Advantages and Disadvantages of 4-20mA Current Loop
While we’ve reviewed some of the fundamentals of 4-20mA two-wire current loops and the basic loop elements, and we have an idea of how they work together, let’s consider some of the advantages of 4-20mA signal transmission…
Probably the greatest advantage of using a current loop for signal transmission is the current loop’s low sensitivity to electrical noise. This is very important for long distance transmission in harsh industrial environments.
As a generally low impedance system, it is much less sensitive to induced noise, than perhaps the high impedance input of a voltage amplifier. The currents injected by typical noise sources are generally no more than a few hundred micro-amps, usually insignificant to the 16mA span.
The use of a “Live Zero” also improves the signal to noise ratio at low levels, allowing us to accurately discern low signal levels without added noise or interference.
Also Read : 4-20mA Transmitter Loop Checks
Another advantage to the 4-20mA current loop is that it is essentially lossless with respect to the transmission media (wire) and the interconnections (connectors). That is, the accuracy of the signal is not affected by the voltage drop in the interconnecting wiring. This allows the signal transmission to occur over long distances, with varying conductors.
Compare this to voltage signals, which will always have an associated signal loss related to the length of the wires— the 4-20mA signal current does not exhibit any signal losses under this same scenario.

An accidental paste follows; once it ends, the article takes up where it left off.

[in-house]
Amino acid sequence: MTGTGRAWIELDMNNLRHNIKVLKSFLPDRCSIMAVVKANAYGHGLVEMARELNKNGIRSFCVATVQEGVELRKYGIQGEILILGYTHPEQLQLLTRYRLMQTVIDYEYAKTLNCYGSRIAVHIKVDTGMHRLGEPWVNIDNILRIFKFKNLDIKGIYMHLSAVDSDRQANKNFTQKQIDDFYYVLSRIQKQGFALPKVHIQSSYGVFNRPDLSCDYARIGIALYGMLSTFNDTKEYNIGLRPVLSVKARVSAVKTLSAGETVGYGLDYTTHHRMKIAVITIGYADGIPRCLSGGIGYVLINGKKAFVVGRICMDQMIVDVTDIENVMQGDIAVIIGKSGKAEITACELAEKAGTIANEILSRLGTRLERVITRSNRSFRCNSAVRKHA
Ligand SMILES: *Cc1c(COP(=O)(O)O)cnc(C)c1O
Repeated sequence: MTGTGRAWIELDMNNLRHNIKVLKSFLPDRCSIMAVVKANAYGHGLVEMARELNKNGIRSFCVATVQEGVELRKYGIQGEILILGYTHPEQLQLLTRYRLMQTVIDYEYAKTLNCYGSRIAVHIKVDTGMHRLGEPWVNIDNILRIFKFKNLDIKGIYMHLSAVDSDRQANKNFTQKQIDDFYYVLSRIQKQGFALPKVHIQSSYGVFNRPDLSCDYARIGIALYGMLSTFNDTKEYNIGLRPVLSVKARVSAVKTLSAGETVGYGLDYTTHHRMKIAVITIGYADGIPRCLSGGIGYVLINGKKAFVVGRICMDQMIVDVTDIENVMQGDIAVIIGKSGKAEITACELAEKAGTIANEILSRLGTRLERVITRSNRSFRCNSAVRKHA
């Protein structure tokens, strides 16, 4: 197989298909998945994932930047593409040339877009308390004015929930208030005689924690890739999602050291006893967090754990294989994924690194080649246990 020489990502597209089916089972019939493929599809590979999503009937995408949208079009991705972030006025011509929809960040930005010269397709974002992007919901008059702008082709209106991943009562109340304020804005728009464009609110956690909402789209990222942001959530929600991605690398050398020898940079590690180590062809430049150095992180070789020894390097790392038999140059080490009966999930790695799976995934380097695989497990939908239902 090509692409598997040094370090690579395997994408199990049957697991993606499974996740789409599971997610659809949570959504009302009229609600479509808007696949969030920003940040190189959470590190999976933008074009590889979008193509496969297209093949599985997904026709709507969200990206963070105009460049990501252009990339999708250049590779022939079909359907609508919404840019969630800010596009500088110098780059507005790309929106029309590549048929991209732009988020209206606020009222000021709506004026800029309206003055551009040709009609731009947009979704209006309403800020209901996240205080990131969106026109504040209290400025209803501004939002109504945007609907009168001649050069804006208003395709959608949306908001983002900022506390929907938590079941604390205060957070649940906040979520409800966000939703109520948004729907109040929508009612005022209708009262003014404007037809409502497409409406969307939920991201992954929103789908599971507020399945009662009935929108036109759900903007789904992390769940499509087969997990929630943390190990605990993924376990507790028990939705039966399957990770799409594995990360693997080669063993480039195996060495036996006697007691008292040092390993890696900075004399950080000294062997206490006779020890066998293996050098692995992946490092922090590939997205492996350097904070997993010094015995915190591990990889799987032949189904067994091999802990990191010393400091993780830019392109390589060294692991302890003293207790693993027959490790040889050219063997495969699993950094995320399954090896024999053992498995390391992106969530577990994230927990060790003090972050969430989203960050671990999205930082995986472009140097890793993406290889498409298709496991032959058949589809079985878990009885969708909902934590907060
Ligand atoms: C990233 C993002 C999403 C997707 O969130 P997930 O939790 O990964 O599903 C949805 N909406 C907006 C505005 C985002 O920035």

Kirchoff’s Current Law teaches us that the current in a loop is equivalent at any point in the loop. That is, if you happen to be reading 12mA at your receiver input, you can be certain that 12mA is passing through your transmitter.
Also Read : 4-20mA Transmitter Alarm Limits
The 4mA “Zero-Offset”, “Live Zero”, or “Positive-Zero” is Failsafe. The use of 4mA as the starting point for our transmitted signal is useful in trouble-shooting, as signal integrity is verified with 0% of input and output signal.
A failed current loop due to a lead break or open device can be immediately discerned as zero current flow, which is a fail-safe level outside of the signal range.
By offsetting the signal from zero, some transmitters will define an alarm limit just below 4mA and different from zero, allowing a receiver to detect other failures in the system, like an input sensor lead break.
Having a live zero in your control system also allows you to set the “zero” of your controlled device (i.e. an actuator valve or other device) just a little bit below 4mA to hold it completely OFF.
You wouldn’t be able to do that with a zero-based 0-20mA output. A “Live Zero” of 4mA also permits the two-wire current loop to power the transmitter, simplifying installation and reducing costs.
Also Read : 4-20mA Transmitter Wiring
The 4-20mA current loop also allows additional “Receiver” devices to be connected in series in the loop without a loss of signal. That is, as long as the loop voltage supply has sufficient capacity to drive the additional IR voltage drops of the added devices, and its voltage does not exceed the maximum voltage rating of the transmitter.
For example, you might choose to wire a panel meter, a trend recorder, and a PLC input card in series in the same current loop.
The loop transmitter will maintain proper current in the loop, up to the voltage capability of the loop. The number of additional receiver devices you can add is only limited by the available voltage level.
The 4-20mA transmission standard also has low inherent energy, minimizing its ability to couple noise into other systems and also reducing its radiated emissions.
Contrast that to the older pneumatic systems that use inefficient high power compressors up to 50HP to drive compressed air through their control lines.